Nov. 27th, 2015

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As wintery weather hastened my early Thanksgiving holiday respite into weary departure and long drive homewards in wet and slightly icy road conditions, I tried concentrating on safely arriving home; whilst all the while trying to block out the gaudy lights, holiday themed music on the radio and the thoughts of decorating which distracted and annoyed me. I groused, it is a wonder we as American can, in good conscious, shamelessly celebrate without forever grousing about costs and obligations, both spiritual and secular. And yet for one-thousand and five hundred years, nations prior to the birth of America have celebrate one ever changing holiday: Christmas.

I could not help but to think, here was a fabricated holiday by the early Christian Church, spring from the mind of a mad and wonderful noblemen & soldier turned monk1, blended with Roman Pantheon, Azur True and a dash of Gaulish Celtic for good measure; which were indeed times of indulgence and celebration for the hastening of Spring.

And if that was not enough, about a thousand years later, add the crazed twists of a mad, brilliant, monk and scholar who gave the world, "Santa Claus", which was fabricated to ease children's hearts during the Reformation2 with a twist of ancient Krampusnacht3 to ensure children were "nice and not naughty". And that as a result of, or countering therein, a wide scale commercial market for decorations and indulgence may have began 3a.

And then, about three hundred years later, add a brutal English Monarch, whose German Mother and Husband (and first cousin)4, brought forth and back in vogue all the decorations, traditions and symbols we associate with modern Christmas; even though England originated the twelve days of Christmas before its suppression by Cromwell. I read in the histories of the time, that although there was still great emphasis on the spiritual aspects of Christmas, it was lessening to a time of secular celebration and indulgence.

And finally, in America, a land where on the 25th day of December, 1775, Daniel O'Shay and his family were almost lynched and fled their home in Boston, Massachusetts, because as a Catholic dared to celebrate Christmas. A land where immigrants made ornaments from apples and squash, used candles made from lard and what native materials were available to celebrate Christmas in the new world - from native game to homemade and home crafted gifts to home brewed drinks. The Christmas traditions from the european immigrants did not change much in scope until after the Second World War, when perhaps more emphasis was placed on material bounties rather than on spiritual offerings thanks modern production, the end to large scale ware and readily made goods & wares now easily affordable.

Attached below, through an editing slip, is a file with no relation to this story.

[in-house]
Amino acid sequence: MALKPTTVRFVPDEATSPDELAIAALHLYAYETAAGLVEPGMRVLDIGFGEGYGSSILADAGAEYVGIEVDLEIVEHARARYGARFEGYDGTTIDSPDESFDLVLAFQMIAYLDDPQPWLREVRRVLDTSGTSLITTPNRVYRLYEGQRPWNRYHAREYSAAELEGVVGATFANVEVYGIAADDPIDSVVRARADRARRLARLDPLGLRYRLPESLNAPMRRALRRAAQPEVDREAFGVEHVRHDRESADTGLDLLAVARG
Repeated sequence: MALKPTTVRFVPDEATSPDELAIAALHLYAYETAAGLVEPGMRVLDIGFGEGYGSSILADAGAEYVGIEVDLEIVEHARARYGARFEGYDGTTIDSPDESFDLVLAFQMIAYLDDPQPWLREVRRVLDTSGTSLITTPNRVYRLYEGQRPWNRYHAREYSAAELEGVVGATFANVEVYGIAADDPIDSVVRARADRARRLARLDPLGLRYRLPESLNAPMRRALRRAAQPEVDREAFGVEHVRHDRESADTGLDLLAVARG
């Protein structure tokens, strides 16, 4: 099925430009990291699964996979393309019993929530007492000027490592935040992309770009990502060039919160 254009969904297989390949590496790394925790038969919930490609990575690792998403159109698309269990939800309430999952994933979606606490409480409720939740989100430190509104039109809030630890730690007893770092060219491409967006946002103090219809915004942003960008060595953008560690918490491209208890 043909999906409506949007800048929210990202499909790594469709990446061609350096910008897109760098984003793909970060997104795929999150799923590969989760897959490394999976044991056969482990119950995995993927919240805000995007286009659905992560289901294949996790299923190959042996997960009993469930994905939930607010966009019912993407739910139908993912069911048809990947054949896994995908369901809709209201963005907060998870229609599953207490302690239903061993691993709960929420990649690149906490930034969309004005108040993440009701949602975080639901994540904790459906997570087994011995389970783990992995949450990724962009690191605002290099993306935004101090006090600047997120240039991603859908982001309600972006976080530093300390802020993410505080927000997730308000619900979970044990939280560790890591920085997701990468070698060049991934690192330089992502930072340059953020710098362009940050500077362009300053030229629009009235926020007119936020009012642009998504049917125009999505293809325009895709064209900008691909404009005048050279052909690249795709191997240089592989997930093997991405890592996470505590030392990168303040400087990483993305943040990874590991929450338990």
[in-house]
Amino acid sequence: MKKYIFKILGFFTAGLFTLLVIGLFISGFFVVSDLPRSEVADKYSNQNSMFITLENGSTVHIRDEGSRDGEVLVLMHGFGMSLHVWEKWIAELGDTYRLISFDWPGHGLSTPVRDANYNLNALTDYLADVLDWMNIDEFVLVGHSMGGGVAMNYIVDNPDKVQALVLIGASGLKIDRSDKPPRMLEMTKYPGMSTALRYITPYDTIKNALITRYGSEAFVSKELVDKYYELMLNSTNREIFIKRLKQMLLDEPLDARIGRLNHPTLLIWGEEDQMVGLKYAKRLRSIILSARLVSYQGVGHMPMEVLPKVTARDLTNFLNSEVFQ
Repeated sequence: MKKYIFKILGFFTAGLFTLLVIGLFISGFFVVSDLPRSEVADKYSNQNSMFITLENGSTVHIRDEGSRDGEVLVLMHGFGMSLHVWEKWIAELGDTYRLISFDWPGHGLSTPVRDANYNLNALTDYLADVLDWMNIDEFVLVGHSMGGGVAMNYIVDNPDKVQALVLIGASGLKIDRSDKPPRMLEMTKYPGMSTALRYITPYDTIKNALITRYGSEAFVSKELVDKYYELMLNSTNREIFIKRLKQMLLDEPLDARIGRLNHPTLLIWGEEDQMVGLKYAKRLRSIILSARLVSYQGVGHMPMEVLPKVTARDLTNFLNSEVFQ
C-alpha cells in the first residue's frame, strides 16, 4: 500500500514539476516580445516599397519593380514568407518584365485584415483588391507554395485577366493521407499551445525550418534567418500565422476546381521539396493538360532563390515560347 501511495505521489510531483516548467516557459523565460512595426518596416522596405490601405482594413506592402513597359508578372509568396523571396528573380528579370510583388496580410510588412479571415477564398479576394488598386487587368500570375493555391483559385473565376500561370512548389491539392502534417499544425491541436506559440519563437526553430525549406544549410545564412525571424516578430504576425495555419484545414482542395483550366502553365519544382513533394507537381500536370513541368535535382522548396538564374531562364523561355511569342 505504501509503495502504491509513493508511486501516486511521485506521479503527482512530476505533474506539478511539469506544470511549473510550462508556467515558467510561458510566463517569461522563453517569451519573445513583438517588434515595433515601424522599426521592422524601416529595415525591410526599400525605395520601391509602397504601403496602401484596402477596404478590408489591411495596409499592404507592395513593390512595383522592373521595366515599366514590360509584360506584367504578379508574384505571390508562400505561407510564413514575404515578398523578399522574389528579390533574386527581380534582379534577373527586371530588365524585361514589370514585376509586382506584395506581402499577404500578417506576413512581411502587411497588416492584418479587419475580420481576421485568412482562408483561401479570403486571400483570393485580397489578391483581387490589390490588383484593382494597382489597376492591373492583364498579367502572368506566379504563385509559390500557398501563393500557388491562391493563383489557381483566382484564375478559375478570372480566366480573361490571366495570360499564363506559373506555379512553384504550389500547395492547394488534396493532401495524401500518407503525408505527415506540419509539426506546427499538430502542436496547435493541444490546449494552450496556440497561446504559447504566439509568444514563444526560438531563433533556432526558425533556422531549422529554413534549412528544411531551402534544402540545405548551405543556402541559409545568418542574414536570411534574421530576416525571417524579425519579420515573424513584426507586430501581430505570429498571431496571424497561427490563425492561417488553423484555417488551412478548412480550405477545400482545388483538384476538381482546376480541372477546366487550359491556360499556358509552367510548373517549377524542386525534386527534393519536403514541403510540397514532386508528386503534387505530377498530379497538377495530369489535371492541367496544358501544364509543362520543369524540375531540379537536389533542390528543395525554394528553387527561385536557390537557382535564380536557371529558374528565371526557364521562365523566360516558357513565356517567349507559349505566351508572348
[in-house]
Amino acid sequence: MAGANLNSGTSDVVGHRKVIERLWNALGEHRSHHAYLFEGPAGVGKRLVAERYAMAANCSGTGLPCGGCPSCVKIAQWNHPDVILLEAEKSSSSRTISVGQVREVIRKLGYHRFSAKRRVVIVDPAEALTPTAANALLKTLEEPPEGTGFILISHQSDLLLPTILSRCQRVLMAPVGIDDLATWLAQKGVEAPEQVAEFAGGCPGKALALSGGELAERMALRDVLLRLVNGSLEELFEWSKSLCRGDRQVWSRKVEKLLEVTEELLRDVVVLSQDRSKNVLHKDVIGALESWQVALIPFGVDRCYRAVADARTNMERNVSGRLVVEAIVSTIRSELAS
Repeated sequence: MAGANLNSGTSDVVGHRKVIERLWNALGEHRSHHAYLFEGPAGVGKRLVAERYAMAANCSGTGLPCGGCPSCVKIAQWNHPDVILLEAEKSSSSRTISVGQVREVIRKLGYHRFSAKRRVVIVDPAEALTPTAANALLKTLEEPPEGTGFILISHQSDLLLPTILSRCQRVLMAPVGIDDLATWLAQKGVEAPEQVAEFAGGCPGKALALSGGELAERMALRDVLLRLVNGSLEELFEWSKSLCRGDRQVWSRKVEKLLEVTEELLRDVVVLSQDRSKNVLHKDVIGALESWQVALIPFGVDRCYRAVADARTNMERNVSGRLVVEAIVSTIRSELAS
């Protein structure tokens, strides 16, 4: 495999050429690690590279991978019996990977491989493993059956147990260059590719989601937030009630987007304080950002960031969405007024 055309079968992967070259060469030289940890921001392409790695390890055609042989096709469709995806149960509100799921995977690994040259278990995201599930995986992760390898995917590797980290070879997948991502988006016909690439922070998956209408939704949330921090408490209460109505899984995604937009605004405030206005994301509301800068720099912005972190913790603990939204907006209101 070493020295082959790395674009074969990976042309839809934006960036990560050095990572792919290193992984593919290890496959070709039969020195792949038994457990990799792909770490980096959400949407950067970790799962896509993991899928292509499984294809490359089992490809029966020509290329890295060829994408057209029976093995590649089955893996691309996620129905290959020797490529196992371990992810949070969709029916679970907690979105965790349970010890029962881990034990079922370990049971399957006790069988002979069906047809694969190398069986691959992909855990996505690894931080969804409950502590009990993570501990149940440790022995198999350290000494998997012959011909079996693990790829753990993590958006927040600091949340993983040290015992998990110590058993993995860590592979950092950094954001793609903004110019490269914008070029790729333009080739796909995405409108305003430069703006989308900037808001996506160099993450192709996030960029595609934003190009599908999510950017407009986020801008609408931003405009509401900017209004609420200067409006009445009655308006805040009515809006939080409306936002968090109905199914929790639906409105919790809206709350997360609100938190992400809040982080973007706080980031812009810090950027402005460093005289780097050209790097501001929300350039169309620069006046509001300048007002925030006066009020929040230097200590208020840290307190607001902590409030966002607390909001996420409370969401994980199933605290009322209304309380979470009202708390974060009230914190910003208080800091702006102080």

I began to muse that in America, the giving gifts and indulging of holiday themed cuisine and beverage has been taken to a whole new level of indugence. Even with the best of intentions of sharing from the bounty of Americans whom can afford, we as a nation have, once again, altered the precepts and concepts of Christmas. More commercial entities have made great strides in producing and promoting wares and good and services for Christmas in America both domestically and, ironically, from Europe. Danish Gulg or German Yule log or English crackers are as common as Rudolph the Red Nosed Reindeer dolls made in China. Some of my fellow Countrymen would argue that as Americans, we have strayed away from the meaning and intent behind Christmas. Some might even argue that the commercialism has finally taken over as was warned back in the 1950's and 1960's, and impoverishing Americans with needless debt and needless duties to give. And some, myself included, have embraced these indulgent behaviors and have engraved them into memory of wonder and cherished thoughts, justifying the mass indulging.

In the end, the best argument for spiritualists can offer is symbology; marketers and manufacturers can, at best, offer dreams of peace and plenty to sate the secularists.

It would seem therefore, the only reasonable argument which can be offered is that as Christmas has changed throughout the centuries, blending and reforming precepts, perhaps in each individual's mind, Christmas can be formed into an image that blends those elements which bring spiritual comfort and secular pleasure in equal portions and in equal measure. And with that final musing on a very rainy and icy night, I concluded reason and my journal home.

1= Francis of Assisi.
2= Dr. Marin Luther.
3= Krampusnacht was a pre-Christian German holiday in where demons roamed the countryside looking for naughty and wicked; this was transformed into "Black Peter" accompany St. Nicholas and, briefly, Santa Claus, looking for naughty children. The practises of Krampusnacht are still celebrated by "kidnaping" young woman and their families offering drink and food as "ransom" to return their women.
3a= The Christkindlmarkt of Germany sold foods, decorations and gifts in each town for weeks preceding upto Christmas. The first wide scale commercial efforts for secular celebrations.
4= Queen Victoria.

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